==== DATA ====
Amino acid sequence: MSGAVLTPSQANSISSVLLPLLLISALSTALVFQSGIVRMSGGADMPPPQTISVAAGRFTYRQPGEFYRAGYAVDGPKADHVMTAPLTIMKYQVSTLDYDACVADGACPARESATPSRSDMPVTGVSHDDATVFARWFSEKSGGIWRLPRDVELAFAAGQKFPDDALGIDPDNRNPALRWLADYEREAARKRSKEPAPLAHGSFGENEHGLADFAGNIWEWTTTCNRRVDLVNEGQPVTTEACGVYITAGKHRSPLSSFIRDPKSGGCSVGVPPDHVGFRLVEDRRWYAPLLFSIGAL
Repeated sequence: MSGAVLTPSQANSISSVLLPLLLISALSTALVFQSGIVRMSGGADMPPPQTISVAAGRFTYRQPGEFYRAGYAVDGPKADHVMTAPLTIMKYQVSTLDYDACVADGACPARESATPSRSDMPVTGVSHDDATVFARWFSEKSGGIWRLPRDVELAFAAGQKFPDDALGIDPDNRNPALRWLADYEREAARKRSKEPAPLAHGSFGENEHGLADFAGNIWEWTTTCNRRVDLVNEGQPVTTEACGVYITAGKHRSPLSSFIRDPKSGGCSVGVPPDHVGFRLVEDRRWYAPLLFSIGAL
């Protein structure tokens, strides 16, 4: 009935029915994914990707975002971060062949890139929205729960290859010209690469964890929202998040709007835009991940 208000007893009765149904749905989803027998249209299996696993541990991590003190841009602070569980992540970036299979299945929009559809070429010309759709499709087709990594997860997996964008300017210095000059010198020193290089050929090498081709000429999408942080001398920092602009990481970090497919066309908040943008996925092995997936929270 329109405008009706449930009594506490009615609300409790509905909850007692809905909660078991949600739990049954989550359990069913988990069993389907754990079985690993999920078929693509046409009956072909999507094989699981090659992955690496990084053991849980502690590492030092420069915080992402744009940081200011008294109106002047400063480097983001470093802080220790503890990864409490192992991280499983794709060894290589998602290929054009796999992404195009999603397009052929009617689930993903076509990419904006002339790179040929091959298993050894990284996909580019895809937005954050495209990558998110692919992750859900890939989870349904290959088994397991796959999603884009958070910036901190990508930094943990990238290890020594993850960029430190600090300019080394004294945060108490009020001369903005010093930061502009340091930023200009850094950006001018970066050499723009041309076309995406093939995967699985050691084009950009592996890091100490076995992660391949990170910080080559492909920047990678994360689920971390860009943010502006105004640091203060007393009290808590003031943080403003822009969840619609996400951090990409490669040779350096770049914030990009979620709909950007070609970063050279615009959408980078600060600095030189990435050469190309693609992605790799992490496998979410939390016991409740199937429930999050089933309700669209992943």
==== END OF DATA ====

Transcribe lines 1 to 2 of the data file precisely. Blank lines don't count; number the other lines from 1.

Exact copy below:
Amino acid sequence: MSGAVLTPSQANSISSVLLPLLLISALSTALVFQSGIVRMSGGADMPPPQTISVAAGRFTYRQPGEFYRAGYAVDGPKADHVMTAPLTIMKYQVSTLDYDACVADGACPARESATPSRSDMPVTGVSHDDATVFARWFSEKSGGIWRLPRDVELAFAAGQKFPDDALGIDPDNRNPALRWLADYEREAARKRSKEPAPLAHGSFGENEHGLADFAGNIWEWTTTCNRRVDLVNEGQPVTTEACGVYITAGKHRSPLSSFIRDPKSGGCSVGVPPDHVGFRLVEDRRWYAPLLFSIGAL
Repeated sequence: MSGAVLTPSQANSISSVLLPLLLISALSTALVFQSGIVRMSGGADMPPPQTISVAAGRFTYRQPGEFYRAGYAVDGPKADHVMTAPLTIMKYQVSTLDYDACVADGACPARESATPSRSDMPVTGVSHDDATVFARWFSEKSGGIWRLPRDVELAFAAGQKFPDDALGIDPDNRNPALRWLADYEREAARKRSKEPAPLAHGSFGENEHGLADFAGNIWEWTTTCNRRVDLVNEGQPVTTEACGVYITAGKHRSPLSSFIRDPKSGGCSVGVPPDHVGFRLVEDRRWYAPLLFSIGAL